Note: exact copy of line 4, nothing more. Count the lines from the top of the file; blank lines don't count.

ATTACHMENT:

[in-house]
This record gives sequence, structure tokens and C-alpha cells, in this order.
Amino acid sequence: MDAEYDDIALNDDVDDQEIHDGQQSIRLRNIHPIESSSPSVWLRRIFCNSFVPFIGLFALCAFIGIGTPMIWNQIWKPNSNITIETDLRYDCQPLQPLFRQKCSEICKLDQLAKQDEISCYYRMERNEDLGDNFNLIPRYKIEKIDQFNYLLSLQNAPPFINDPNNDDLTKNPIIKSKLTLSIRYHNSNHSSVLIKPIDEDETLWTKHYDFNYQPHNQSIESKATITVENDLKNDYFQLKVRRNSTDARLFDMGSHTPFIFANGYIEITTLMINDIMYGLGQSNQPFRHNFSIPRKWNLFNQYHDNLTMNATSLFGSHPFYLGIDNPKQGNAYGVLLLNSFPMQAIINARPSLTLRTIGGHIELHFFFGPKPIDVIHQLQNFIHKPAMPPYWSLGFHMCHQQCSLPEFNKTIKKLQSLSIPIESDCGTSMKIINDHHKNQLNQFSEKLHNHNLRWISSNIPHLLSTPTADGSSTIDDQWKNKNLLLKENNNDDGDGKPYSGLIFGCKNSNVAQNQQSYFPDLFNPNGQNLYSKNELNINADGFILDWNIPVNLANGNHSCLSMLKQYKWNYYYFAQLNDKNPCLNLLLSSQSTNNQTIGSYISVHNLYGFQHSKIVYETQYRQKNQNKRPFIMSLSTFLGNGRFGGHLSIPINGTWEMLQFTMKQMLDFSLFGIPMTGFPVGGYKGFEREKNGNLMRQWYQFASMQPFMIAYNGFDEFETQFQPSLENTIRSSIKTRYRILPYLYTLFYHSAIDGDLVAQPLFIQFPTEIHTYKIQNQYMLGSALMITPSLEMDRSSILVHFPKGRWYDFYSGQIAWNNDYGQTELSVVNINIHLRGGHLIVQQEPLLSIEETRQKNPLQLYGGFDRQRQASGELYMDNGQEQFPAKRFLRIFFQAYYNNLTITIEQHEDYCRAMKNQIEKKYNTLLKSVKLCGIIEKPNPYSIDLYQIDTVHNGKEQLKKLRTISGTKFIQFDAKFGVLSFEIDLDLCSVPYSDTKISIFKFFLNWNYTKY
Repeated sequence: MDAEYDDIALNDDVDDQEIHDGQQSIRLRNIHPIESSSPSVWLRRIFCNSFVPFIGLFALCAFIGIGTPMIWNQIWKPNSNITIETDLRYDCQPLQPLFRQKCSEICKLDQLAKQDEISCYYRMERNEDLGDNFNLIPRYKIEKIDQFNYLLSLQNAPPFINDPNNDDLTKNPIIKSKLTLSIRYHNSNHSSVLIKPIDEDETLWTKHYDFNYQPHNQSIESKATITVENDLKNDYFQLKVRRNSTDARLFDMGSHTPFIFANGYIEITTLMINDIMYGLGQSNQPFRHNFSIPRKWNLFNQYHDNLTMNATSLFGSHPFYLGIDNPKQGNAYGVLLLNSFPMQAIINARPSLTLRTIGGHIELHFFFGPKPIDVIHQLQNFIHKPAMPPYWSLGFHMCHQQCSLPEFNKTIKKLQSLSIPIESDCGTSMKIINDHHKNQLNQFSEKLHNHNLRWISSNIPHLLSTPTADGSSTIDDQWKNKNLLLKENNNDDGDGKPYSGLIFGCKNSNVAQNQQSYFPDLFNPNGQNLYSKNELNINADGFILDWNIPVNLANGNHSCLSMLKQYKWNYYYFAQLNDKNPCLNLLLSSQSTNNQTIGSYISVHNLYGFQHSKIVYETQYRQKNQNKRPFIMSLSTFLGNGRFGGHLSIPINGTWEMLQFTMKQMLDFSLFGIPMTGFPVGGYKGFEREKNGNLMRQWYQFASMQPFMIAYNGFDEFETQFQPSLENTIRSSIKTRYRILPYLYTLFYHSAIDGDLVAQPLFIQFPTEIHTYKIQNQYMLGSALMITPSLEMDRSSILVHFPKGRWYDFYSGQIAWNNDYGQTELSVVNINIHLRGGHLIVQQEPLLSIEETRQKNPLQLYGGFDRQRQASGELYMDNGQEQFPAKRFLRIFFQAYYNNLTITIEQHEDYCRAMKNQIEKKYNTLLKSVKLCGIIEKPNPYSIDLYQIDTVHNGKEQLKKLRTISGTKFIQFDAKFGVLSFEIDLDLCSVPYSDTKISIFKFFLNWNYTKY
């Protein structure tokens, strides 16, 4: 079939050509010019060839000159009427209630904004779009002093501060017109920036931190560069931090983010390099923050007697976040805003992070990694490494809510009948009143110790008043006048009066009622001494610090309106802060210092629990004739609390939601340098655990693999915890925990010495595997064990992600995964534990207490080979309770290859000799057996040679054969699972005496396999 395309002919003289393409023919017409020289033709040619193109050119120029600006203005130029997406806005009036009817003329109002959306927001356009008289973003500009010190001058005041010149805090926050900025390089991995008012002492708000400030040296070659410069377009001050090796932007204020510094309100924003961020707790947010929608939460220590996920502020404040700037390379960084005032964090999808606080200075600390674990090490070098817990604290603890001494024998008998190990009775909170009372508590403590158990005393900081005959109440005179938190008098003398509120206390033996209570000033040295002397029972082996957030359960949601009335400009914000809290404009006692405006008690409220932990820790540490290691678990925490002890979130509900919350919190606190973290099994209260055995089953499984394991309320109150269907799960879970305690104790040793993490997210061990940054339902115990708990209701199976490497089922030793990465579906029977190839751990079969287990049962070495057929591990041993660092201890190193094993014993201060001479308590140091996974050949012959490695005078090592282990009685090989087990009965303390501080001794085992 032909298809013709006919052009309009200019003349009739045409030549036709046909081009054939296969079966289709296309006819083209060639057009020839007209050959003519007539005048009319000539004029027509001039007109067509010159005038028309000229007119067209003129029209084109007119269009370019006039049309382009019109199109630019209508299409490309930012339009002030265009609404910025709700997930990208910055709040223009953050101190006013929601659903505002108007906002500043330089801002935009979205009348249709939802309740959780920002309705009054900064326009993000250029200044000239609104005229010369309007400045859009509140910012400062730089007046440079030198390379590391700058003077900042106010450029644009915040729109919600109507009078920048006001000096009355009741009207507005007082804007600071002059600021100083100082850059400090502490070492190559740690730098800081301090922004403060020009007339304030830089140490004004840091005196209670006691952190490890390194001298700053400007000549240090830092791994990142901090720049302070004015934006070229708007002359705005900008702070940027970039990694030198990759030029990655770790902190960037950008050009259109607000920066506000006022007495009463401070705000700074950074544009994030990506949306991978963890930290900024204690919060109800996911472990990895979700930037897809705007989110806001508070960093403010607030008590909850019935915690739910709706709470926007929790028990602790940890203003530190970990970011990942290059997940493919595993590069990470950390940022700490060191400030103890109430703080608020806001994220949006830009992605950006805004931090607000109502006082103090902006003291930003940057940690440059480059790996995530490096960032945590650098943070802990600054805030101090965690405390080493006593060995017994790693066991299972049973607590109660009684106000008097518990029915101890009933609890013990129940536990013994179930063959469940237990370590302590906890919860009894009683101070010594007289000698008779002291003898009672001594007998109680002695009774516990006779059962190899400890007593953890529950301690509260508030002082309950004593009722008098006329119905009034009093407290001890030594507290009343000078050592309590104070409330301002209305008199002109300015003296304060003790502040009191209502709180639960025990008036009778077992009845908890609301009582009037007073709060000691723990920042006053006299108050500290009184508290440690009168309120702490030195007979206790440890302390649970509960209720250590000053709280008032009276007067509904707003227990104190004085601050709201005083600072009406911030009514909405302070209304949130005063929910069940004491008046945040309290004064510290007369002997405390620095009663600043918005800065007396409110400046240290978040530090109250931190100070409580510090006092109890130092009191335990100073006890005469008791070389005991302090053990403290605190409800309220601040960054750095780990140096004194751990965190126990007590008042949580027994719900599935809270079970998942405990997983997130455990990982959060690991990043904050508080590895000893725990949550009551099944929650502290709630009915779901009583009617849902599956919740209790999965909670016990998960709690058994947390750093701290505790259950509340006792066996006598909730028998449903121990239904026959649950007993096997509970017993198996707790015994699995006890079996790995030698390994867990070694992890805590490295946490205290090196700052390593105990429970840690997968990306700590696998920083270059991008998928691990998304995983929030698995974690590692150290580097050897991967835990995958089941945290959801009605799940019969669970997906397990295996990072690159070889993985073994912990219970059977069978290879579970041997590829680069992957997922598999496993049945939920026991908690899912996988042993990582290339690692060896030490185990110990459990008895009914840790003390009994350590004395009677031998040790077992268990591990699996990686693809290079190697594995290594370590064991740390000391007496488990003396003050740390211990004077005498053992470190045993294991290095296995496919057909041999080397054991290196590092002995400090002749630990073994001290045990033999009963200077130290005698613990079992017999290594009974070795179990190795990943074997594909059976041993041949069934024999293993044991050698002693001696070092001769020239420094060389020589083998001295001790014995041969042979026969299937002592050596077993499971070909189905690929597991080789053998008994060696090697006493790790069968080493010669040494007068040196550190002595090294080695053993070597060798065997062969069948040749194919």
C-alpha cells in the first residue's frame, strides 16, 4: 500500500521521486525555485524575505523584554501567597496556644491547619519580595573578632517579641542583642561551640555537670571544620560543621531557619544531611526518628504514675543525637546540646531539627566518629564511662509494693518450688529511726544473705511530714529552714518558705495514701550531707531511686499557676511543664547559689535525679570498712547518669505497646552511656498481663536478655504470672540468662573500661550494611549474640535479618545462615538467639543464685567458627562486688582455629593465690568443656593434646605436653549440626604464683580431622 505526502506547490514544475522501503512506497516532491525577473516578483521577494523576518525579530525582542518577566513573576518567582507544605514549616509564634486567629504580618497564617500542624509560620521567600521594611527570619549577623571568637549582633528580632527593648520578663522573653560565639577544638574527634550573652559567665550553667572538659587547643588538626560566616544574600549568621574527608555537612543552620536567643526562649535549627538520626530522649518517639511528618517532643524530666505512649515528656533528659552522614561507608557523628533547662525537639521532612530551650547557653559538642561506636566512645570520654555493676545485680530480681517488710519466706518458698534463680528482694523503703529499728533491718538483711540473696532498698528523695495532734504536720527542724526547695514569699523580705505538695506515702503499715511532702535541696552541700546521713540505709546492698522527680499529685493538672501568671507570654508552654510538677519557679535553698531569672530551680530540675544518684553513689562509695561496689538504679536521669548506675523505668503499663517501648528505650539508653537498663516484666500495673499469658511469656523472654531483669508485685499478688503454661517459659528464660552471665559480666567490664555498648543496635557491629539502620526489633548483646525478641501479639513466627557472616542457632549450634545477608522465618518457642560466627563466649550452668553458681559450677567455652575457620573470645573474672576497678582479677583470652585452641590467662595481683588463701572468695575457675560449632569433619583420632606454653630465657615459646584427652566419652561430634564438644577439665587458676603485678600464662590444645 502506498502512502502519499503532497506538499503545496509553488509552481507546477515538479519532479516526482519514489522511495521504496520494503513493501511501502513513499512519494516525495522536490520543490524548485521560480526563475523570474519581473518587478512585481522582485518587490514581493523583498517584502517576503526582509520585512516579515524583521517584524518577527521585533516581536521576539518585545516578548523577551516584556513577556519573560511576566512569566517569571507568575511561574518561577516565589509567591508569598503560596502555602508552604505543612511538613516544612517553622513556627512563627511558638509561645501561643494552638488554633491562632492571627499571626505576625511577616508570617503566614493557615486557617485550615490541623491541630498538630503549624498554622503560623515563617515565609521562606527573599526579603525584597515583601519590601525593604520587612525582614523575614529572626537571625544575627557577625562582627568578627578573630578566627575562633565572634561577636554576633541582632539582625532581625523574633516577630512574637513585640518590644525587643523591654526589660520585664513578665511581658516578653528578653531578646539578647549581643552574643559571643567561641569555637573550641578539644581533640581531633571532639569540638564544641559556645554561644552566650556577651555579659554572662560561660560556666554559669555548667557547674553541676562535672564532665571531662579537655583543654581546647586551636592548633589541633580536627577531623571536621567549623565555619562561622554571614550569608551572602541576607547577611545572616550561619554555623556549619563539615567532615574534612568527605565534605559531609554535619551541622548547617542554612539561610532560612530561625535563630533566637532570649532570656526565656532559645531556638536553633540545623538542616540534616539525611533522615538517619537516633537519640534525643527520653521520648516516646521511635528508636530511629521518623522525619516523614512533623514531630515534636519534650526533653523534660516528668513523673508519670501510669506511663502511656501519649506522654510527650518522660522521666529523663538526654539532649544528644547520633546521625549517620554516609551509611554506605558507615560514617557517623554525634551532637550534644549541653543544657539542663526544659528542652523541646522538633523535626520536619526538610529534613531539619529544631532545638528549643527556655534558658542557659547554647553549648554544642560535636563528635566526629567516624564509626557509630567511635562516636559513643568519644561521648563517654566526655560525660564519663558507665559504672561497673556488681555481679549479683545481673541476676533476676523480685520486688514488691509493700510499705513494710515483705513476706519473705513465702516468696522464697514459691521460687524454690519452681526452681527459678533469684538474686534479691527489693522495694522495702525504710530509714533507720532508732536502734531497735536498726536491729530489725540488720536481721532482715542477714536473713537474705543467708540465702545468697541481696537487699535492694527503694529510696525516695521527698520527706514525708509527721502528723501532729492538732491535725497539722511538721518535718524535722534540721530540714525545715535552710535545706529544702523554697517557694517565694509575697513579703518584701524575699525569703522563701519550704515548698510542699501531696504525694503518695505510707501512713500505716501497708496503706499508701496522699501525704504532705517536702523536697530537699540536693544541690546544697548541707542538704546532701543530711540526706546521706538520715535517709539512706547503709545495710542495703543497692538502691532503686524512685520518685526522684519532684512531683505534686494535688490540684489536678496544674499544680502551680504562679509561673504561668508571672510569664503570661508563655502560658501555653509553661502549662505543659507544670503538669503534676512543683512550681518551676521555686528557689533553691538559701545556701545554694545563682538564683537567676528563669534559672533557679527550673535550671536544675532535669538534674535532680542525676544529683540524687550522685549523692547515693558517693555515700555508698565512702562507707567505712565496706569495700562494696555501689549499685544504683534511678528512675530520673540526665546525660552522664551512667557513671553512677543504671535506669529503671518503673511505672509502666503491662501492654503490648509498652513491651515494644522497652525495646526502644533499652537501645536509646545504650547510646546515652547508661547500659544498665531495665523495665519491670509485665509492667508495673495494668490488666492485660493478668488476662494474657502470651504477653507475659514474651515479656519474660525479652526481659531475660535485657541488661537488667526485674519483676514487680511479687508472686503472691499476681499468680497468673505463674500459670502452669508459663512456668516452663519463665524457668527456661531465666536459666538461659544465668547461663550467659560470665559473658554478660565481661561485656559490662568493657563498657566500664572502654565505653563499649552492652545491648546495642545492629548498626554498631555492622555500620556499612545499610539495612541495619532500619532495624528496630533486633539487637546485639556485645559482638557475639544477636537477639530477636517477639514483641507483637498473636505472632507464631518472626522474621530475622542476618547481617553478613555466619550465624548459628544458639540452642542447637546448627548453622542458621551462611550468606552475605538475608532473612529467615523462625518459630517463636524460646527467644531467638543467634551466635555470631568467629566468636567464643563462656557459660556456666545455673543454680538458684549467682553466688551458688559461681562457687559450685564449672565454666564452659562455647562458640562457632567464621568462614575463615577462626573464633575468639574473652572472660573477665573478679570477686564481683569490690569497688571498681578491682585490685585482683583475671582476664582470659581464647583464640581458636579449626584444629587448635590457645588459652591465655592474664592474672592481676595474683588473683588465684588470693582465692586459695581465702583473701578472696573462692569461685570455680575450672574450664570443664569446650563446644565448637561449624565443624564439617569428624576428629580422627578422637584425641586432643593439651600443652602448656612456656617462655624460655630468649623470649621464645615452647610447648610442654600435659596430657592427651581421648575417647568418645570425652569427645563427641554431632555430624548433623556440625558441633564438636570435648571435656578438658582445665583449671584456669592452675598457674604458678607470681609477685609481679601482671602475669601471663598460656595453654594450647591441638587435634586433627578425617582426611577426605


Repeated sequence: MDAEYDDIALNDDVDDQEIHDGQQSIRLRNIHPIESSSPSVWLRRIFCNSFVPFIGLFALCAFIGIGTPMIWNQIWKPNSNITIETDLRYDCQPLQPLFRQKCSEICKLDQLAKQDEISCYYRMERNEDLGDNFNLIPRYKIEKIDQFNYLLSLQNAPPFINDPNNDDLTKNPIIKSKLTLSIRYHNSNHSSVLIKPIDEDETLWTKHYDFNYQPHNQSIESKATITVENDLKNDYFQLKVRRNSTDARLFDMGSHTPFIFANGYIEITTLMINDIMYGLGQSNQPFRHNFSIPRKWNLFNQYHDNLTMNATSLFGSHPFYLGIDNPKQGNAYGVLLLNSFPMQAIINARPSLTLRTIGGHIELHFFFGPKPIDVIHQLQNFIHKPAMPPYWSLGFHMCHQQCSLPEFNKTIKKLQSLSIPIESDCGTSMKIINDHHKNQLNQFSEKLHNHNLRWISSNIPHLLSTPTADGSSTIDDQWKNKNLLLKENNNDDGDGKPYSGLIFGCKNSNVAQNQQSYFPDLFNPNGQNLYSKNELNINADGFILDWNIPVNLANGNHSCLSMLKQYKWNYYYFAQLNDKNPCLNLLLSSQSTNNQTIGSYISVHNLYGFQHSKIVYETQYRQKNQNKRPFIMSLSTFLGNGRFGGHLSIPINGTWEMLQFTMKQMLDFSLFGIPMTGFPVGGYKGFEREKNGNLMRQWYQFASMQPFMIAYNGFDEFETQFQPSLENTIRSSIKTRYRILPYLYTLFYHSAIDGDLVAQPLFIQFPTEIHTYKIQNQYMLGSALMITPSLEMDRSSILVHFPKGRWYDFYSGQIAWNNDYGQTELSVVNINIHLRGGHLIVQQEPLLSIEETRQKNPLQLYGGFDRQRQASGELYMDNGQEQFPAKRFLRIFFQAYYNNLTITIEQHEDYCRAMKNQIEKKYNTLLKSVKLCGIIEKPNPYSIDLYQIDTVHNGKEQLKKLRTISGTKFIQFDAKFGVLSFEIDLDLCSVPYSDTKISIFKFFLNWNYTKY